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Like what you read here? To get even more support, click here to sign up for my newsletter! I try to send it out monthly. Sometimes I succeed. Mostly I don’t 🙂

Robyn Gobbel, LCSW, RPT-S  is a blogger, teacher, trainer, and consultant for therapists and professionals working with children with a history of complex trauma.  

NEXT WEBINAR: Toxic Stress & the Developing Brain ~ January 15, 2020

A Decade In Review…

January 6, 2020

When the ball dropped at the top of 2010, I was simultaneously dropping into a life that was being flipped on it’s head.

12/31/2009 was the last day my husband was employed by a company that provided a salary, commission, and health benefits.

He was sick…really sick…with an autoimmune disorder.  It seemed as though the stress of his job was slowly inflaming his colon until he began to…quite literally…waste away.  Combined with the reality that the job that seemed to be slowly killing him from the inside out was about to relocate across the country, we decided we’d had enough.

So he quit.

“I love my job!” I said. “I’ll work full-time!” I said.

So I did.

And just like that, we became a self-employed, family of three with a chronic autoimmune disorder that left my husband uninsurable.  Thank goodness for COBRA.

If I’m nothing else, I’m tenacious.  The tenacity (and a stay-at-home-husband) helped me build what has evolved into a successful business.  Financially successful, soul-filling successful, life-giving successful.  In the past ten years, I nurtured a private therapy practice that bloomed into a speaking, training, and hopefully in the very near future, writing career.  Oh how I loved being a therapist.  My clients.  My colleagues.  Austin was a dream city to be a psychotherapist.  What a good, good life.

Being in a female-dominated field, I’m regularly asked how I balance mom-ing and work-ing.  The truth is…I don’t.  In the past decade, I grew a successful business because my husband did literally everything else.  Paid the bills. Grocery shopped. Cooked.  Field trips. Doctor appointments.  Fixed our cars. The outside maintenance on our 5 aces.  All the mental-load of a stay-at-home parent-  and more.  Because he also did ALL the tech support in my business.  PC Load Letter?!?!  Just ask husband.  It got fixed instantly.  You know…I’ve NEVER paid for tech help?  And we rarely pay for car maintenance.  My point?  He does everything.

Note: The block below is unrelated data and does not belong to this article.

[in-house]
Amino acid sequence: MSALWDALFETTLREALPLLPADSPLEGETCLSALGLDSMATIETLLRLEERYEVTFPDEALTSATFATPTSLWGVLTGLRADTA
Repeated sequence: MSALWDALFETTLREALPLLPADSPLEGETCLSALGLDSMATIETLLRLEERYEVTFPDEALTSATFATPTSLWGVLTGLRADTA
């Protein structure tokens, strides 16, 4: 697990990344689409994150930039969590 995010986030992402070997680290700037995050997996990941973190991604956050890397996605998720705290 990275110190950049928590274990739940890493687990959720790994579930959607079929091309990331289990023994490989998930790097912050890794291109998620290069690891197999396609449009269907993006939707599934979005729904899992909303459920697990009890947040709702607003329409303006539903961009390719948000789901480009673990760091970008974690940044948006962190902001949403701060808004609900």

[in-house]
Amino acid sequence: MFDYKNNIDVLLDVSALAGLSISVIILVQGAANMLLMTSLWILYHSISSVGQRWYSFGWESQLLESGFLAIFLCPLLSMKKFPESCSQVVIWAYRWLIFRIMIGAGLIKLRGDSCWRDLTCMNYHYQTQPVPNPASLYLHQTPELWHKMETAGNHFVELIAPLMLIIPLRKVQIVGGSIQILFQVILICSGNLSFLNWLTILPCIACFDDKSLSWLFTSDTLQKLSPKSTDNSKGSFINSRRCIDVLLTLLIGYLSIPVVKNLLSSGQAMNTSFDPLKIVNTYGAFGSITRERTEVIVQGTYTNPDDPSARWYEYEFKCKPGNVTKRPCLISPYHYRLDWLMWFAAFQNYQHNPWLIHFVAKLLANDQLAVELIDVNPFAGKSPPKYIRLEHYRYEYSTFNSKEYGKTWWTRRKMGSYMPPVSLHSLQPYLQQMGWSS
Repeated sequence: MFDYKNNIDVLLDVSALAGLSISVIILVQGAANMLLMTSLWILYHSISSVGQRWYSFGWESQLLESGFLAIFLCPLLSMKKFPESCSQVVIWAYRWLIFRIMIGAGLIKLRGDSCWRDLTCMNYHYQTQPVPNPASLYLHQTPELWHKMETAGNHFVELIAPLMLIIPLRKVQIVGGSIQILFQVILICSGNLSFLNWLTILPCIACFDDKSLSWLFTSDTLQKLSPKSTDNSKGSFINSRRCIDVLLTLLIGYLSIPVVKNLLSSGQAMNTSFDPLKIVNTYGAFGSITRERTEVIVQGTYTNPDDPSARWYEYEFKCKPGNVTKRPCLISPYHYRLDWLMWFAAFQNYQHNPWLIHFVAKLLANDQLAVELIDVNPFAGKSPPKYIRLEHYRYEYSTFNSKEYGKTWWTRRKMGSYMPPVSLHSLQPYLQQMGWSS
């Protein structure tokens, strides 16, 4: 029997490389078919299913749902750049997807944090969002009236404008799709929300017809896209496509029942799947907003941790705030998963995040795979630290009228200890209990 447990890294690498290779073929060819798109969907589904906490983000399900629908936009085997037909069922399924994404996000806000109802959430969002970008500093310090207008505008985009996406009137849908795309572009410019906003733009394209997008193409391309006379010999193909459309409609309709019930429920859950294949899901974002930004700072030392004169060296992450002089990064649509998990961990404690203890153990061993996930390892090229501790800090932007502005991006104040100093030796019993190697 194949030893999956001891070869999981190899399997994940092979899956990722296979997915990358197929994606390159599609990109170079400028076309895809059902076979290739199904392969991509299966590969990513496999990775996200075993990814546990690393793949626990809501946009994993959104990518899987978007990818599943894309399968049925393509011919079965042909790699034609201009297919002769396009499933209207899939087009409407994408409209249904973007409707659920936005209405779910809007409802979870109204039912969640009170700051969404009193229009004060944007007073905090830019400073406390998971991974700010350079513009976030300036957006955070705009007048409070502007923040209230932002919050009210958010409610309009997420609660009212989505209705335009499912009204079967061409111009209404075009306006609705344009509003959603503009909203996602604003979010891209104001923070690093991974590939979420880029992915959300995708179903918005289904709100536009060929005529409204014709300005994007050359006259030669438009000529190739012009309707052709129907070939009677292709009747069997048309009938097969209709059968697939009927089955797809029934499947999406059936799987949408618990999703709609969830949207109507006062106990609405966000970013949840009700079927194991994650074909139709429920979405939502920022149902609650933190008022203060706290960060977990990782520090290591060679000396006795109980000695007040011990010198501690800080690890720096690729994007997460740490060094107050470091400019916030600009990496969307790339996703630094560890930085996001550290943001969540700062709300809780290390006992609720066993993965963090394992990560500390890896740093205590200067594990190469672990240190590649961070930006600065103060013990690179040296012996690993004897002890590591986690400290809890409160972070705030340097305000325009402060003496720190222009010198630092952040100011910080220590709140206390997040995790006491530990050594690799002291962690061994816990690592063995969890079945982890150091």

In the past decade, my husband (and subsequently our family) became intimately intertwined with a youth performing arts organization that changed our lives…for good.  This was a stressful gig that was off-set by fun and loving relationships.  A sense of belonging.  Making music with friends.

And then one day, that went away.  Which was traumatic for my husband (and subsequently our family).  He is still recovering from the loss.

In the past decade, my son went from 3 (at the turn of the decade) to 13!!!!  His feet are bigger than mine, and definitely hairier.  He start kindergarten in our little town, then we transferred him to the sweetest part-time school in Austin…which still remains one of our best parenting decisions.  Ultimately we outgrew the school and he transferred to a bigger yet still non-traditional and project-based school for 5th and 6th grade.  We (and by we…I mean my husband) homeschooled him for 7th grade.

Sometime in late 2017, I turned to my husband and announced “I don’t want to die here.”  That’s a true story.  I really said that.  We moved to Austin in 2004 for the job he quit at the end of 2009.  I then grew a very successful business and for a long time, the idea that we could ever relocate seemed impossible.  I could never leave my practice and continue to support my family.  We were stuck.

But suddenly, I knew we had to.  High school for my son was looming on a not-too-distant horizon and I really wanted to live in a community where he could go to public school.  So moving was definitely going to have to happen.  We investigated moving around Austin…always extremely disappointed by our options.  Too expensive.  Too HOT.

And then I realized…we do not have to stay here.  We have no ties here except my business.  I had to figure it out.

I started growing my speaking and training business so it could sustain us through a move.   We investigated multiple new places to land….Denver, Colorado Springs, SLC…and though never seriously in the running because my husband was dead set against it…Portland (too dreary).

Every single one of those places was more of the same.  Too expensive.  Too crowded.  We could be moving from the fastest growing city in the country (Austin) to the next fastest growing (Denver, or Colorado Springs, or SLC).  The cost of living in all those places was outrageous.  And my business wasn’t quite to the point where we could live rurally, three hours away from an airport.  One day, but not quite yet.